UK soldiers mobilised to flood-hit northern England

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British military vehicles drive through floodwaters in York, Britain, 27 December 2015. West Yorkshire police said it was the 'worst flooding in 70 years' in the area.

LONDON — British Prime Minister David Cameron sent hundreds more troops into northern England to help exhausted residents and emergency workers fight back rising river waters that have inundated towns and cities after weeks of heavy rain.

More flooding is expected on Monday.

Cameron said the flooding is “unprecedented” and vowed to do everything possible to protect people and their property as the damage spread to the major cities York, Leeds and Manchester. He said protective systems and contingency plans will be reviewed because the frequency of such extreme weather events seems to be on the rise.

Weeks of persistent rainfall has saturated the ground and swollen the rivers to record levels, leaving entire swathes of northern England, and smaller parts of Wales and Scotland, vulnerable. Several hundred flood warnings remain in effect.

There have been no fatalities or serious injuries reported, but hundreds of people have been evacuated from houses and apartments in York, 320km north of London, where 3,500 properties are judged to be at risk.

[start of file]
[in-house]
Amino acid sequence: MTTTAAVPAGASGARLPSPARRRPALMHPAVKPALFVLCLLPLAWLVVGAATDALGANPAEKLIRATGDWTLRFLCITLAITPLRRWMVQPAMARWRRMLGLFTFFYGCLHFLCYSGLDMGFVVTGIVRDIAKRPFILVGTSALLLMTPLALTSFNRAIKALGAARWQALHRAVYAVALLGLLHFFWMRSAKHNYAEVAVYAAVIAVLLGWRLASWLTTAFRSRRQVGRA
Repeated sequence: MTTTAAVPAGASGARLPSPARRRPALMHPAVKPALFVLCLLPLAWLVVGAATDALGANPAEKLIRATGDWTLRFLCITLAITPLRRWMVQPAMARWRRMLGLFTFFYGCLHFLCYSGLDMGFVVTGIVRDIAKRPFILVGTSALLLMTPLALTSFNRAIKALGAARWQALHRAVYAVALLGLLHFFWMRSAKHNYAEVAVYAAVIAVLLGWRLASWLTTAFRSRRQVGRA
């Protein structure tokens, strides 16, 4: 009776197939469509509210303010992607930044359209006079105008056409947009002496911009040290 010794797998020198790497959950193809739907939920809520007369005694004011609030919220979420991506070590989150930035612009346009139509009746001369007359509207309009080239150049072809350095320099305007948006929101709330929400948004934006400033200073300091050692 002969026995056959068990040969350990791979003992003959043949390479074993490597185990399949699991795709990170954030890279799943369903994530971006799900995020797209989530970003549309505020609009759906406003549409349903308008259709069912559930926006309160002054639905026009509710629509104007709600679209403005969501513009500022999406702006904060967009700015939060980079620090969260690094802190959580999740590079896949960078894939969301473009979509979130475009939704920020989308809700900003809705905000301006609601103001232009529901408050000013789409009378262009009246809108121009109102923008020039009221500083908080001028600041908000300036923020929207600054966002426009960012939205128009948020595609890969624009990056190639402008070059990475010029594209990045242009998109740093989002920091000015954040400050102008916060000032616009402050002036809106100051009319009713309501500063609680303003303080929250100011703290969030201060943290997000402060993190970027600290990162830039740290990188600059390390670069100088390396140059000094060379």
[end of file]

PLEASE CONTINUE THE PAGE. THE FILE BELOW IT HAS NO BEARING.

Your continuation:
Emergency crews worked extra shifts to try to restore power to roughly 7,500 blacked-out homes in the greater Manchester and Lancashire areas.

Environment Secretary Liz Truss said flood protection systems put in place in recent years were unable to cope with the record-high river levels.

“In Lancashire every single river was at a record-high,” she said. “In Yorkshire we have seen some rivers a metre higher than they have ever been before. Clearly, in the light of that, we will be reviewing our flood defences.”

Several hundred people had been evacuated the day before in the West Yorkshire and Lancashire regions and officials said thousands had lost power. The number of people affected continues to grow as flooding spreads and has an impact on cities, villages and towns.

A picturesque 200-year-old pub, The Waterside, in the greater Manchester area, collapsed and part of the structure was swept away by the River Irwell.

 

Rising river levels also threatened downtown Manchester and police dealt with a ruptured gas main and small fire believed to have been caused by the flooding.

The Environment Agency urged residents to remain vigilant because more “severe” flooding is expected on Monday.

The agency used its Twitter feed to beg people to be cautious, tweeting that driving or walking in flowing flood waters could be life-threatening.

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